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Lending Rate System in Indian Banking

February 3, 2017by yograj rathod0
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The primary concern of financial institutions (FI) is to provide liquidity into the system and maintain the economic growth. One of the ways to accomplish this is by offering credit.All Institutions are there in the market to earn money while providing this facility and the major part of the income is the lending rate.

In Indian Banking system, lending rate is based on the MCLR (Marginal Cost of Funds Based Lending Rate) system. From April 2016 onwards Reserve Bank of India replaced the base rate system and introduced MCLR (Marginal Cost of Funds Based Lending Rate) system.

MCLR is an internal benchmark rate for the bank to decide the minimum interest rate for the loans on the basis of the marginal cost or the additional cost of arranging an extra rupee.

Why the MCLR reform?

RBI decided to shift from base rate to MCLR as the rates based on marginal cost of funds are more sensitive to changes in the policy rates. This is very vital for the effective implementation of monetary policy. Prior to MCLR system, different banks were following the different methodology for calculation of base rate or minimum rate – that was either on the basis of (1) average cost of funds or (2) marginal cost of funds or (3) blended cost of funds. Thus, MCLR aims:

 

  • To improve the transmission of policy rates into the lending rates of banks.
  • To bring transparency in the approach followed by banks for determining interest rates on advances.
  • To ensure availability of bank credit at interest rates which are rational to borrowers as well as banks.

 

Components of MCLR:

 

Components of MCLR

1. Cash Reserve Ratio – Banks have to keep some reserves with the RBI. It is the opportunity cost.

2. Operating Cost – It is the operating expenses incurred by the banks.

3. Marginal Cost of Funds – The marginal cost that is the innovative element of the MCLR. The Marginal Cost of Funds will consist of Return on Net worth and Marginal Cost of Borrowings. As per RBI, the Marginal Cost should be charged on the basis of following factors:

 

  • Interest rate is given for various types of deposits- savings, current, foreign currency deposit, and term deposit.
  • Borrowings – the Repo rate or Short-term interest rate or etc., Long term rupee borrowing rate.
  • Return on net worth – in accordance with capital adequacy norms.

 

MCLR is determined largely by the marginal cost for funds and particularly by the deposit rate and by the repo rate.

 

4. Tenor Premium – It is the additional slab of interest over the slab rate, based on the loan tenure & commitments.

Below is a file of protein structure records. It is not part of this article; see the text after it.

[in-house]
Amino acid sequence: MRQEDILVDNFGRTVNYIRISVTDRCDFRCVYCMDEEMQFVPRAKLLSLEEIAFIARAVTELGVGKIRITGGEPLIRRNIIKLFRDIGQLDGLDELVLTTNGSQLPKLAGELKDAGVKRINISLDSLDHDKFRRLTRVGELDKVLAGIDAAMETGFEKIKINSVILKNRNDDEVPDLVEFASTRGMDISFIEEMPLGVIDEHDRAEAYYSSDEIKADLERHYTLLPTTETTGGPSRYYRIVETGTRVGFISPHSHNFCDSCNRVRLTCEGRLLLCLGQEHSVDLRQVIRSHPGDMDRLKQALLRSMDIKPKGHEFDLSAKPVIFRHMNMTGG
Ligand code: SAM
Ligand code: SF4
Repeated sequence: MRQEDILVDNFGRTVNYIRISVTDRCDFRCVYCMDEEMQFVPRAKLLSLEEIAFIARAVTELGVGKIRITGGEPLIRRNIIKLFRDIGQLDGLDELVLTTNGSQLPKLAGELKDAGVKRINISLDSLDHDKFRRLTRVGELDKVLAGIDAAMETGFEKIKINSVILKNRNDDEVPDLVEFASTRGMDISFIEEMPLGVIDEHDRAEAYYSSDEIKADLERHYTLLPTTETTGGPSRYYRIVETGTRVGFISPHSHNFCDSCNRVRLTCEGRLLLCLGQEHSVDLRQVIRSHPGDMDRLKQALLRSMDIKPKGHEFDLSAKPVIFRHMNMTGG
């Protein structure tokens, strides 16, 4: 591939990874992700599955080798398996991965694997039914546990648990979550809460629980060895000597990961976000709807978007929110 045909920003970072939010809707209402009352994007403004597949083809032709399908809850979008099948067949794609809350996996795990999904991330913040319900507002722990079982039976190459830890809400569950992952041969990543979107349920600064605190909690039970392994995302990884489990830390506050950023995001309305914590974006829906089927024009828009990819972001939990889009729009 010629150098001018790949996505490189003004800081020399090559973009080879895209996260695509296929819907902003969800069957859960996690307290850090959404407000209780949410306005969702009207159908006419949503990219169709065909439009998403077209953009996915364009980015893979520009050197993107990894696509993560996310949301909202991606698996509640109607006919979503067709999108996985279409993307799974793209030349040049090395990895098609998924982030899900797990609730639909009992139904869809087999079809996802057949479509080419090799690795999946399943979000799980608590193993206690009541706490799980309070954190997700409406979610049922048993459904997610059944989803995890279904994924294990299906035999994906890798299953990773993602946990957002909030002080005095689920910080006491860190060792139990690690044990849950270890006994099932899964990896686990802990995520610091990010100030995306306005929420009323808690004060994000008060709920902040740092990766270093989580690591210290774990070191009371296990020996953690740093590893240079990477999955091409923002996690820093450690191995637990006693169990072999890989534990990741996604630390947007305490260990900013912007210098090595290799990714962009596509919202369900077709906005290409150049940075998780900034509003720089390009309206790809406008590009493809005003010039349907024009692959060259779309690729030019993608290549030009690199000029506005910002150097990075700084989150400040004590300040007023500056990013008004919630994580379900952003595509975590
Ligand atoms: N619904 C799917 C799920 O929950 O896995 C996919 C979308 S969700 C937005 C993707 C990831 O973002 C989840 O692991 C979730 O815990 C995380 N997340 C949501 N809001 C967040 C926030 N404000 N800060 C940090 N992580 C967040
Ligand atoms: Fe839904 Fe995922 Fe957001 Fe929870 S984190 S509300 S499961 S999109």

How MCLR Works?

Suppose Axis Bank set a floating rate of home loan at one year MCLR of 9.20% with a spread of 0.25% for the loans up to Rs. 2 Crores. So, final rate of interest will be 9.45%, and it is valid till 31st Jan 2017. Bank has decided to set one-year MCLR as the benchmark rate for their home loans.

Though the MCLR is reviewed on monthly basis, your home loan will be reset every year automatically, depending on the agreement with the lending bank.

So, if you take Rs. 80 Lakhs home loan on 9th Jan 2017, your interest rate on the home loan would be 9.45%. You are supposed to pay EMI installments at this rate of interest for the next 12 months.

Let’s say 1-year MCLR is revised to 9% in April, 2017 and the spread is remaining for the same period then your home loan interest rate will be reset at 9.25%.

Effect of Demonetization on MCLR:

  • Since the government on 8 November banned Rs 500 and Rs 1, 000 currency notes, banks have received a large amount of deposits—Rs 14.97 trillion of deposits in old notes by 30th December 2016, approximately 90% of the demonetized currency has been deposited so far.

Effect of Demonetization on MCLR:

Source: www.tradingeconomics.com

State Bank of India (SBI) has made a deep 0.90% cut in its marginal cost of funds based lending rate (MCLR) across all maturities. Following this cut, home, personal, auto, and other loans will become cheaper. With this rate cut, the 1 year MCLR is at 8% against 8.9%. The new loans rates are effective from 1st January, 2017.

 

Effect of Demonetization on MCLR

What we are seeing here is, therefore, a microeconomic variation, not a macro one. The banking system is just charging less for money in order to process more and more loans. Note that the repo rate hasn’t changed since October 2016. But instead of it being from the RBI side this rate is coming from an increase in the efficiency of the economy.

 

Welcoming 2017!

FI’s welcomed 2017 by reducing MCLR, it would definitely go to bring smiles on the faces of the masses by a reduction in the interest rates, majorly into the retail segment in near future.

You can learn how to switch to new MCLR by going on this article.

 


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